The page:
As the British
urban genres continue to have widespread success on an international level,
there is now a genuine focus on the scenes growing within the communities of
A niche yet
passionate UK rap and grime scene is manifesting in Wales capital city,
producing artists who are more than capable of attracting and retaining huge fan
latest resurgence of rap culture within Wales, you would have to go back ten
years to find a welsh rappers presence in the charts, Goldie Lookin’ Chain known
for there satirical lyrics, debatably affected the welsh rap scene in a bad
way, giving the overall perception that Welsh urban music was just a joke.
“New York music
influenced London, in the same way people in Cardiff are influenced by what is
coming out of London. We’ve got to a point where it’s evolved so much that we’ve
got our own scene, style, slang and everything,” says Traxx.
The evolution and development is
the most important aspect of a youth culture. The success of the current scene
is due to Cardiff finding its own identity as well as drawing influences from
other cultures and music scenes.
whilst they may be the anomaly, a lot of Cardiff’s MCs and producers don’t
currently have the attention needed.
“Im not saying
that the local promoters don’t support the scenes, I just think most local MCs
are not at that level where they can actually draw a decent crowd,” Dellux
difficult to achieve a thriving music scene as it’s a big risk for a promoter
to back local unkown artists.
had a period of artists unable to get a chance at performing to big crowds, but
Cardiff’s Grime scene is in its infancy and its these types of occurances that
will benefit the artists in the long term. They learn to understand that its
their duty to build the hype and to give quality performances to retain an
“having elements of rap and rock in our music means we can play to a
diverse audience, it would be mad to win a mobo and a kerrang award”
“So much about grime is about posturing, lyrical content talking about
big cars and women, we break those boundaries, like in our latest video we had
a Mondeo estate, that’s actually the car that gets us about”
London is the hub of music, is it difficult as an artist outside of
“it’s a blessing in a sense, we bring something different to the table,
we don’t have the same influences as people in London, they all seem to have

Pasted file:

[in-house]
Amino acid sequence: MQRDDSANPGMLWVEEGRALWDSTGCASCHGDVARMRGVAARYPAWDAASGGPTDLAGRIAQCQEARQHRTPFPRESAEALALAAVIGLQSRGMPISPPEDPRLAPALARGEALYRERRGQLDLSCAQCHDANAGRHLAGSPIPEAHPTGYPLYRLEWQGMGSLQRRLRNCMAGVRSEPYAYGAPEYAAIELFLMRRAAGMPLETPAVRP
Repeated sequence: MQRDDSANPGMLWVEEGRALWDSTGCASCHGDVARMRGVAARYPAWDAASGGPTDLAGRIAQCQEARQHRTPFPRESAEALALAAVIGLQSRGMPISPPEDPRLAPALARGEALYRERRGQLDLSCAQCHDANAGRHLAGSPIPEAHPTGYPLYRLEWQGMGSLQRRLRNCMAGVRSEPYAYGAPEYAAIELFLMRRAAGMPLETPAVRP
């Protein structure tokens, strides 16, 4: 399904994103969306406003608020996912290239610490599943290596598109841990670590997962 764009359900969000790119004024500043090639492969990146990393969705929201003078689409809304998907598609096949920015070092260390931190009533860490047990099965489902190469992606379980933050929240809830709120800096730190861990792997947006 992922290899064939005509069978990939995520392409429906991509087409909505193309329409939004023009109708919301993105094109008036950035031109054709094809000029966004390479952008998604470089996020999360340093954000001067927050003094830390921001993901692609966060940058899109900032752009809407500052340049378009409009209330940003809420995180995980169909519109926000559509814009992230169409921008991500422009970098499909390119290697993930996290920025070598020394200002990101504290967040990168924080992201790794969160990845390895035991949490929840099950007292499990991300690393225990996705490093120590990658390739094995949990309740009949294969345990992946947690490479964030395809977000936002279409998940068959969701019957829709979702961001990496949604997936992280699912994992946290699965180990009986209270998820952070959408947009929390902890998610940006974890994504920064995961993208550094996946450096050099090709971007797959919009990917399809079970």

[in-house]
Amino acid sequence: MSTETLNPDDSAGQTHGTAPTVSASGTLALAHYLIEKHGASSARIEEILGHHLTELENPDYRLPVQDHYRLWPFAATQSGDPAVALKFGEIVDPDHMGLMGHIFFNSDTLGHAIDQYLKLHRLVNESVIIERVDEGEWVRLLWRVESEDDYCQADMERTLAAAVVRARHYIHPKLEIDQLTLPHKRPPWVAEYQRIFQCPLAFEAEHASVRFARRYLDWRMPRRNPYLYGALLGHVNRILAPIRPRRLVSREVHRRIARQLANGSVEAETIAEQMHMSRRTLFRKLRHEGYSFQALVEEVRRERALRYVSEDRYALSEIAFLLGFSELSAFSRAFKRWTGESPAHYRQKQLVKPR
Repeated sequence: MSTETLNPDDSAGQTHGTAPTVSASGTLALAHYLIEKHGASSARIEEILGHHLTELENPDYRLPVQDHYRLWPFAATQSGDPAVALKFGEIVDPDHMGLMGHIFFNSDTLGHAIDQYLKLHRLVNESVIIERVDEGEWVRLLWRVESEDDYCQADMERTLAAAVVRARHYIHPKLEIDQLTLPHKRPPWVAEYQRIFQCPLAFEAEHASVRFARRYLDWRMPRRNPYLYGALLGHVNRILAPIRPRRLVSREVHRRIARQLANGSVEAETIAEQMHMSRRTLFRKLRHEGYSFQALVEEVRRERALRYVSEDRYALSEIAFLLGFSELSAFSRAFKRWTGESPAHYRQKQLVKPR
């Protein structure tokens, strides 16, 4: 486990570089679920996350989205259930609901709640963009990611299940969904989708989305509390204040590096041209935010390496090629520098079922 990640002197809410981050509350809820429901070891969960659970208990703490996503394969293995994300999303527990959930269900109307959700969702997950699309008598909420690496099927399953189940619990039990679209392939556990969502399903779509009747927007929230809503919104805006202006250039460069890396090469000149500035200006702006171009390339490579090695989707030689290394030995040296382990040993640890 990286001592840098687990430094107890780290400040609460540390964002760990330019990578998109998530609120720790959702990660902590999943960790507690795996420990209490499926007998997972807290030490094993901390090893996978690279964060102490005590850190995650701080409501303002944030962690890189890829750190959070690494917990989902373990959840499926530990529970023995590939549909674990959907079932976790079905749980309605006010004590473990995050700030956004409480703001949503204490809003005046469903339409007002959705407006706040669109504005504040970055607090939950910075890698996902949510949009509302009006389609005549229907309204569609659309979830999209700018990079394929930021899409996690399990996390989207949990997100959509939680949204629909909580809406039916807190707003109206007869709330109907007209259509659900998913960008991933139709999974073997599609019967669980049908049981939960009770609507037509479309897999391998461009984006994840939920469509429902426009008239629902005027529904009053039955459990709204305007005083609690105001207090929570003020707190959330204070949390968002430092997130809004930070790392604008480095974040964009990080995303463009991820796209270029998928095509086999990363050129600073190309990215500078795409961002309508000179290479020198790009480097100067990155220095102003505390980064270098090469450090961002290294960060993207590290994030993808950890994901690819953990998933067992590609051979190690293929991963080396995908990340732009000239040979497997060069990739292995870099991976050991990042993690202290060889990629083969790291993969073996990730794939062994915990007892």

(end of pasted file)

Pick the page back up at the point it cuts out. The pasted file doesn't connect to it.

the same style”
“Straight out of
Traumatik, 32 a veteran MC, earned a cosigned by Birminghams Devilman says that
grime that is coming out of places outside of London shoudltn be considered as
‘other’. ” If we continue to segregate it could possibly be detrimental to the
culture and its growth”. He also exsplains how there is a lack of support from
promoters and local radio stations, but because of the internet it is not a
major issue at it allows you reach all corners of the world, meaning you can
still make a living without the backing of your home city.
One act from Cardiff have been doing well for
some time. The Astroid Boys are by far the biggest and most established name in
Cardiff, formed I 2012, merge a hybrid of genres into their music. In a recent
interview with Radio 4, Traxx the bands frontman talked about how the
multi-culturalism with Wales inspired them to mix both Welsh slang and potois
into there lyrical content
There hybrid sound has impressed critics
Traxx says that the band aren’t looking for
validation from flag pole acts within the grime scene. “Grime originated in
London, yes, that doesn’t mean we need them to tell us wether we’re good or
not, we don’t need validation”
There seems to be a small town mentality in
Cardiff, artists don’t seem to back eachother.
It seems to me that Cardiff is undergoing the
same issues as the London scene did 5-10 years ago, bad perception not being
considered serouisly, but are learning from other mistakes, the understand the
need for originality, represent regional identity, creating your own hype,
collaboration,experimentation, grimes core values.
still many opportunities for arising local artists. Cardiff has a ever growing
student population of which the clubs naturally caters to. Dellux a producer
part of the Astroid Boys collective exsplains “The drum & bass scene is the
dominant one mainly because of the students, when it comes to grime, only big
artists like Stormzy and Wiley draw big crowds”
clubs nights, such as Aperture is one of the prominent venues for these urban
sounds. ‘Squeeze’ a brand new gig night which is held in local warehouse
(Cardiff Speaker Hire), is much more grime specific, the best of local talent
perform aswell as more known artitsts and it seems to be gathering more
momemtum at each event as more and more young people are shifting there
interests towards this type of music. An artists can use this platform as a
means of netowkring and a path way to recognition. I
future of grime on a national level is filled with opportunities, this is no
different in Cardiff.
with the current urban music landscape, the support of music platforms and the
UK’s ever changing identity. The venues, promoters and other participants have
the chance to utilise the buzz and interest that this scene is generating. The
scene needs to be supported consistently for it to really take off on the
the artists will need to continue to have a hustler mentality from the bottom
up, if Cardiff intends to establish itself within the UK scene
Grime is really hard to define, it is a genre of music
(140bpm), but is also a lifestyle and culture, food, slang, fashion, same
motives, hanging on the block. People relate It to rap but I believe it is more
similar to dancehall, its all about the energy. Each city has its key
influences, in south they are heavily influenced by Chicago drill music, In
west is more garage influenced, in north skepta is more influenced, spaced out
instrumentals, south the home of grime, wiley, clangy sounds, traditional
grime. When looking at the main act from Cardiff, rock music has heavily
influenced this band. It important for Cardiff to find its own sound.. (aj
tracey, mass appeal)